The Bocuse d’Or is one of the most prestigious cooking competitions in the world and for the chefs taking part, a high point of their careers.
Chefs from 20 countries battled it out in Budapest on Tuesday and Wednesday. The 11 best will go forward to the world final in Lyon in January 2017.
When asked how much work and training was behind his success, winner, Tamás Széll from Hungary, said: “Four and a half months and many many years”
Each team had to prepare two dishes using deer, stertlet (a type of sturgeon), and the ‘secret ingredient’ of tarragon, which chefs were told about the day before.
Euronews correspondent in Budapest, Beatrix Asboth, explains that for the first time in the history of Bocuse d’Or, the organising country gave the main ingredients for both main dishes.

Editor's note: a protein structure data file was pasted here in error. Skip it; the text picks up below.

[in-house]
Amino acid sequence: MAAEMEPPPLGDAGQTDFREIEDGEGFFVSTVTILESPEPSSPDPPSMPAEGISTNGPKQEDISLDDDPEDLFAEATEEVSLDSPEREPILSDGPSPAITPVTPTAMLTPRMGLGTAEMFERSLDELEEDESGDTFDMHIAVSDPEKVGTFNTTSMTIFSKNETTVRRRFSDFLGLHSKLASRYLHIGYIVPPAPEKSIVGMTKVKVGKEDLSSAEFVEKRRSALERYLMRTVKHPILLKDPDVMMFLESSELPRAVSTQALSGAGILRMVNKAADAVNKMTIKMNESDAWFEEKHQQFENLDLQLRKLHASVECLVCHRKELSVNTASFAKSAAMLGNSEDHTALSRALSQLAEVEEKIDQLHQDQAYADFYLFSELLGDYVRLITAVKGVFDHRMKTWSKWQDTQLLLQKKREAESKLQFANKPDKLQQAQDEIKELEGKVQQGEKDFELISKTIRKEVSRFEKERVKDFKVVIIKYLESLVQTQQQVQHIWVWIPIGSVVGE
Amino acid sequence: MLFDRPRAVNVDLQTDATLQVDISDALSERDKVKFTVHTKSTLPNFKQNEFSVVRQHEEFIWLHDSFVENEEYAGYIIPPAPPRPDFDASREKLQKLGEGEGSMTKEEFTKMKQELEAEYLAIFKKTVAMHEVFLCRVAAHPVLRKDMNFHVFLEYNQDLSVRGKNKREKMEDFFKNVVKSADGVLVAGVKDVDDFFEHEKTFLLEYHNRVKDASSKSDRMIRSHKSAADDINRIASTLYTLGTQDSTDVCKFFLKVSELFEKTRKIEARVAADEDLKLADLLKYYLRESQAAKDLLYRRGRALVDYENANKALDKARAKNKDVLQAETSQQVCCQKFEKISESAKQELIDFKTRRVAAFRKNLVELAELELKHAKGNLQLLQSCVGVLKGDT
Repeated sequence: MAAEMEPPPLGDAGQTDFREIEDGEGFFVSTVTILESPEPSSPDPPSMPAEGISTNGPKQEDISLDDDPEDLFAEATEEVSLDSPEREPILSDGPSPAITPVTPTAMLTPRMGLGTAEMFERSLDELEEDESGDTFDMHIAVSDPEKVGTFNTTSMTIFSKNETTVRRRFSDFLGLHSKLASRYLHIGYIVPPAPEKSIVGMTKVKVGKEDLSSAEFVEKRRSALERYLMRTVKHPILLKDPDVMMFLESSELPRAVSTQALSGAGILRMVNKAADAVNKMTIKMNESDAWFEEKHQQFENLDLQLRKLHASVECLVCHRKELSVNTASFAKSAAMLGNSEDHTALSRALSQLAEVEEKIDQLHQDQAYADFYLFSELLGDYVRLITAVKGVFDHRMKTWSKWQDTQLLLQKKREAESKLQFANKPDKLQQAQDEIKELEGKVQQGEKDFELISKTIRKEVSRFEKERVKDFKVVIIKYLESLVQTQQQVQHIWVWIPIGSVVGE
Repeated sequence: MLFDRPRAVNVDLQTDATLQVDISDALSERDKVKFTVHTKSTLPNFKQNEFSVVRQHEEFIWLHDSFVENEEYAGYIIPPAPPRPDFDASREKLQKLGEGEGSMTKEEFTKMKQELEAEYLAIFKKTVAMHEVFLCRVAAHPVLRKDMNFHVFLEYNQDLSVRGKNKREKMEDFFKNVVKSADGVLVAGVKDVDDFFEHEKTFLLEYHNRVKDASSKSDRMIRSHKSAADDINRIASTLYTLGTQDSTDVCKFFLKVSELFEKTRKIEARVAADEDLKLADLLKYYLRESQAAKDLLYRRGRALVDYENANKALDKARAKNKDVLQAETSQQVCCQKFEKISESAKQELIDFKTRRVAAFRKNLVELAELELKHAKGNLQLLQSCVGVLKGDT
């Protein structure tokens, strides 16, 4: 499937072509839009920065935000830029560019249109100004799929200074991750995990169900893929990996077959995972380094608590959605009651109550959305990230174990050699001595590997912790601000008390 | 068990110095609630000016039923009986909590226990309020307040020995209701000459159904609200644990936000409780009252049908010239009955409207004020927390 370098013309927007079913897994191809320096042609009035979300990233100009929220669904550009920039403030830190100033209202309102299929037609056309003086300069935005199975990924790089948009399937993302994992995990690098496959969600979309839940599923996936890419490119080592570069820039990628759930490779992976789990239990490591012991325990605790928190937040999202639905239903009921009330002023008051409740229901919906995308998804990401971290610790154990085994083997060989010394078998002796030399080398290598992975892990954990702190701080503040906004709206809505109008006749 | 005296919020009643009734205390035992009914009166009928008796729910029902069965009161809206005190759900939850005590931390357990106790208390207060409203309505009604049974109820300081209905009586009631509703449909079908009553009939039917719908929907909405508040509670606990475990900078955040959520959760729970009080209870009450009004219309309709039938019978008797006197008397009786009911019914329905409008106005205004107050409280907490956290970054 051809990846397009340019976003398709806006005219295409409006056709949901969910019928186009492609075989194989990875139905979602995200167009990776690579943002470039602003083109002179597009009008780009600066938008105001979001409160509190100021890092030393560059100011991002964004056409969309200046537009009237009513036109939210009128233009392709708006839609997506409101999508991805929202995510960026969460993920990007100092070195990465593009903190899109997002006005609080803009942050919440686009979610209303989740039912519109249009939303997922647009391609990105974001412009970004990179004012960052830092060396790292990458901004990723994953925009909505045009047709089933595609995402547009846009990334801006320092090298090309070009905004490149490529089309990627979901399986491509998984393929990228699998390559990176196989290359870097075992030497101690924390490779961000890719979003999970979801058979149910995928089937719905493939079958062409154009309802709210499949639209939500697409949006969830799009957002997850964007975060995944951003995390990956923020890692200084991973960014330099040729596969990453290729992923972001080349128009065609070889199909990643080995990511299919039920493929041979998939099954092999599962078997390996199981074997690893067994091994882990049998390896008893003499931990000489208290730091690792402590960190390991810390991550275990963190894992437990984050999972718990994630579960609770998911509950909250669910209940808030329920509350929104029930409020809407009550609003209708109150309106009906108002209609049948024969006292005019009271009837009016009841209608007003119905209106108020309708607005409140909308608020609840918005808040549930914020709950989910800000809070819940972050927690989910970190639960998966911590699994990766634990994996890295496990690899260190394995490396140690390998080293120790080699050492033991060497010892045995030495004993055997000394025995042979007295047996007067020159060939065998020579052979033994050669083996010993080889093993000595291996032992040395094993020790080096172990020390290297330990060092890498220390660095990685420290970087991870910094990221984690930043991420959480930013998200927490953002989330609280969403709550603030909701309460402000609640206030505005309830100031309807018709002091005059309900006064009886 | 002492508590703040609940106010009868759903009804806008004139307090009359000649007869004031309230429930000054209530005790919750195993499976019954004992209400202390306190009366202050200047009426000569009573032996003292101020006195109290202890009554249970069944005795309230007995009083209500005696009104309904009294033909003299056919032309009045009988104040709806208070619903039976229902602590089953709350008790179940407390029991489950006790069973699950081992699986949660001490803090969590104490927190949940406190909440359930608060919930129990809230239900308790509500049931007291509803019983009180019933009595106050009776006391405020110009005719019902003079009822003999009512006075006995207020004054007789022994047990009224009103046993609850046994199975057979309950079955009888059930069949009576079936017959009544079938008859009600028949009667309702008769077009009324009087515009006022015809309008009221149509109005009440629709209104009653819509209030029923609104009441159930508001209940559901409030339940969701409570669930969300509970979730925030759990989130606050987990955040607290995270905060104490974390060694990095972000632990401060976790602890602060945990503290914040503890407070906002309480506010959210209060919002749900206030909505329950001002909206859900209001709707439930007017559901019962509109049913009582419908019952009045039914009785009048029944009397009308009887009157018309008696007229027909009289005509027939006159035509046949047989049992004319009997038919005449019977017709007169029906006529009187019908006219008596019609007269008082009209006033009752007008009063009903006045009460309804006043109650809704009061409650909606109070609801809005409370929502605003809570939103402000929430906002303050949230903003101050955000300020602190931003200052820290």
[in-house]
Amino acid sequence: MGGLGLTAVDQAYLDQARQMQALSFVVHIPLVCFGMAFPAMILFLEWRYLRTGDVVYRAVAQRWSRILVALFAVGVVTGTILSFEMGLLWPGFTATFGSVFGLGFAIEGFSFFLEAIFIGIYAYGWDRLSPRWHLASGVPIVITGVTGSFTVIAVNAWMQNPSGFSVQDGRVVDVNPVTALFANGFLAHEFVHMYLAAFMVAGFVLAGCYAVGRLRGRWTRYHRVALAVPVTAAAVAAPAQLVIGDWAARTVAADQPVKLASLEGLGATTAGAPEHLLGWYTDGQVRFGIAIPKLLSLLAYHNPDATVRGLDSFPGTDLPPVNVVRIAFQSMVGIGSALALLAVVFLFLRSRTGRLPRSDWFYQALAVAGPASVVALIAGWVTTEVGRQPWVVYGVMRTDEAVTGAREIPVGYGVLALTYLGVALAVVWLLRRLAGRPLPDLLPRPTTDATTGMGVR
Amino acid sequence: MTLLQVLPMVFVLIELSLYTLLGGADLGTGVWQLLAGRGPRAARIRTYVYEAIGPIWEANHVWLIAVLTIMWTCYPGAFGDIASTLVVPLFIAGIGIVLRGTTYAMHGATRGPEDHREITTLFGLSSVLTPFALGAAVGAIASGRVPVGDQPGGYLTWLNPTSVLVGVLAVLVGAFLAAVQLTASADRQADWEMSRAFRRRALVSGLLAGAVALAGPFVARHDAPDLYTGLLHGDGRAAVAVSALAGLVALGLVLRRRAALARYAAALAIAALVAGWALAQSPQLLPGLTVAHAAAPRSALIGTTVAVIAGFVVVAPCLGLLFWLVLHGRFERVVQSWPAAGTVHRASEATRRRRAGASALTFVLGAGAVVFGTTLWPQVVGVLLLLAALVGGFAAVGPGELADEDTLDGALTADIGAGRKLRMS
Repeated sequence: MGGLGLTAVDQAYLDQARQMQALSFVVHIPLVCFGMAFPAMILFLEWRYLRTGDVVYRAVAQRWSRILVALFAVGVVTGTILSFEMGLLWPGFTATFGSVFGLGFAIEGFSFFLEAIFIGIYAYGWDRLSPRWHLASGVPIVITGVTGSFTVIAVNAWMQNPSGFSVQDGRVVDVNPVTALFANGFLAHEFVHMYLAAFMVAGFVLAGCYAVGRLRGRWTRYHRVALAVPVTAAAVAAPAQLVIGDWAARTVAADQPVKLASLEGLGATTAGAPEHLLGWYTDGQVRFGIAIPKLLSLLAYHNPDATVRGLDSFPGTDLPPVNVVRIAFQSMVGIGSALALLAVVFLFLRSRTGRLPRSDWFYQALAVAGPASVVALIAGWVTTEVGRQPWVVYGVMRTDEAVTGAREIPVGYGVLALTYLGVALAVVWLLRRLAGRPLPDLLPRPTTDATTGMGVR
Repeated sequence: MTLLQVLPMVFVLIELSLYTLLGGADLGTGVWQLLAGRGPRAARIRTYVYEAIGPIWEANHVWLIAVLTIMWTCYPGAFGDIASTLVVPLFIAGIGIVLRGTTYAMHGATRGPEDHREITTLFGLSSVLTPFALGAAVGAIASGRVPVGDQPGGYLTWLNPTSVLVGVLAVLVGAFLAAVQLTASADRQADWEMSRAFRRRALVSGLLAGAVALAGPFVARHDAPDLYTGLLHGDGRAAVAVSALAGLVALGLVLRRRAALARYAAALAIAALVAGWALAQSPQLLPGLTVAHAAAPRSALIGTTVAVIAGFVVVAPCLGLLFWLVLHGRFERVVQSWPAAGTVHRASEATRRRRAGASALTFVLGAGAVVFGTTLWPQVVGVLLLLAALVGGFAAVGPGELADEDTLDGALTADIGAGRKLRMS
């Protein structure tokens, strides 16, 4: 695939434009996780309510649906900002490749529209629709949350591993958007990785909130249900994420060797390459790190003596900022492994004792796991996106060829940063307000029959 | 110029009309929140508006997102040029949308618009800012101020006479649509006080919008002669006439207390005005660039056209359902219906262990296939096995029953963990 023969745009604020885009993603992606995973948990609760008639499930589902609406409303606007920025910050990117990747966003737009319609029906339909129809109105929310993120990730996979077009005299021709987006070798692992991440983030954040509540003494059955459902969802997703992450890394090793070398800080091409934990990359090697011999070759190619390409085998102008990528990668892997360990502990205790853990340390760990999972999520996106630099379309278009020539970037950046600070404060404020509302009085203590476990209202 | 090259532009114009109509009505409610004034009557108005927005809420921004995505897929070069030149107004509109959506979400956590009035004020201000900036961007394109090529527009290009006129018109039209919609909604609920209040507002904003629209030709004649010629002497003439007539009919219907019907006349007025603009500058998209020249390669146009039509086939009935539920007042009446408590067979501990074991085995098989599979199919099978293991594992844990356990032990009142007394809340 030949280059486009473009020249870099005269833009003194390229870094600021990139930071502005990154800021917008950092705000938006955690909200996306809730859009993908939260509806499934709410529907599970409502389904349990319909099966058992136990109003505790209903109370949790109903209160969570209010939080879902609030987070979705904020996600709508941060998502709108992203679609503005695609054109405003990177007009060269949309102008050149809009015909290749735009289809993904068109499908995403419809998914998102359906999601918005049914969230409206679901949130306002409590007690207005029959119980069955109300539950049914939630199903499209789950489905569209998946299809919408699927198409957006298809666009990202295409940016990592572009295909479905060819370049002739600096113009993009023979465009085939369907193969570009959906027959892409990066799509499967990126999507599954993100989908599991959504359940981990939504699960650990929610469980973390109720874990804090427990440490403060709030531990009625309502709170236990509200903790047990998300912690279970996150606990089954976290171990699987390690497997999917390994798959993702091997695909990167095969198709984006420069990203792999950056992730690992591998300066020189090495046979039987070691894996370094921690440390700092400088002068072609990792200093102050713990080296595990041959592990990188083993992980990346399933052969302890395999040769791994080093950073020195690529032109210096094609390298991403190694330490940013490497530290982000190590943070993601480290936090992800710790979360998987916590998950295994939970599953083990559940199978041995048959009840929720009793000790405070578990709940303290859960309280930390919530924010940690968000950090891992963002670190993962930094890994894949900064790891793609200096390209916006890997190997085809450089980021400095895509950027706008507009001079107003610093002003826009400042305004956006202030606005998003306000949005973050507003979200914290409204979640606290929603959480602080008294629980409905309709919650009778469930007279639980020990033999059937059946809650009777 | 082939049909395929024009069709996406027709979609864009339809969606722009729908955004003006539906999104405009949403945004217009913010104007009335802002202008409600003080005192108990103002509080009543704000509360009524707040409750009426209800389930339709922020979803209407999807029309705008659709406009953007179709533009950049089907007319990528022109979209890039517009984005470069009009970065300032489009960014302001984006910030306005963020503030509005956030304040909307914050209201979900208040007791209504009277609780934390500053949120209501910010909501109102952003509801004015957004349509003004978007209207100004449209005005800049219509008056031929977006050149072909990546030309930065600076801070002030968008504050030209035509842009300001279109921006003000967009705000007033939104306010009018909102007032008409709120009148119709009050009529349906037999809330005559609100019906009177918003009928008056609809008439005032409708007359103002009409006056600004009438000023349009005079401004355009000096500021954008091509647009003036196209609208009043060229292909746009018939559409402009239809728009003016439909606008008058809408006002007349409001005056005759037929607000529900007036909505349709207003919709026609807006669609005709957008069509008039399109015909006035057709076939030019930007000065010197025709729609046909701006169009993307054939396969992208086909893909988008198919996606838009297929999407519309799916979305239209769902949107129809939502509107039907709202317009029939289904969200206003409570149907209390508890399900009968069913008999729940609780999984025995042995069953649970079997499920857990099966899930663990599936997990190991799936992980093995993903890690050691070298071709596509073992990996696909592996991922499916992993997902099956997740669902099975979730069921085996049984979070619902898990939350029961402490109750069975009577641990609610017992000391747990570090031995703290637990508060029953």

The event is often referred to as the culinary equivalent of the Olympic Games. Supporters from across Europe were in the audience to cheer their chefs on.
“This is a competition about real chefs, this is no reality TV, this is real thing like a sporting event, everything is live in front of the audience,” said honorary president Jérome Bocuse.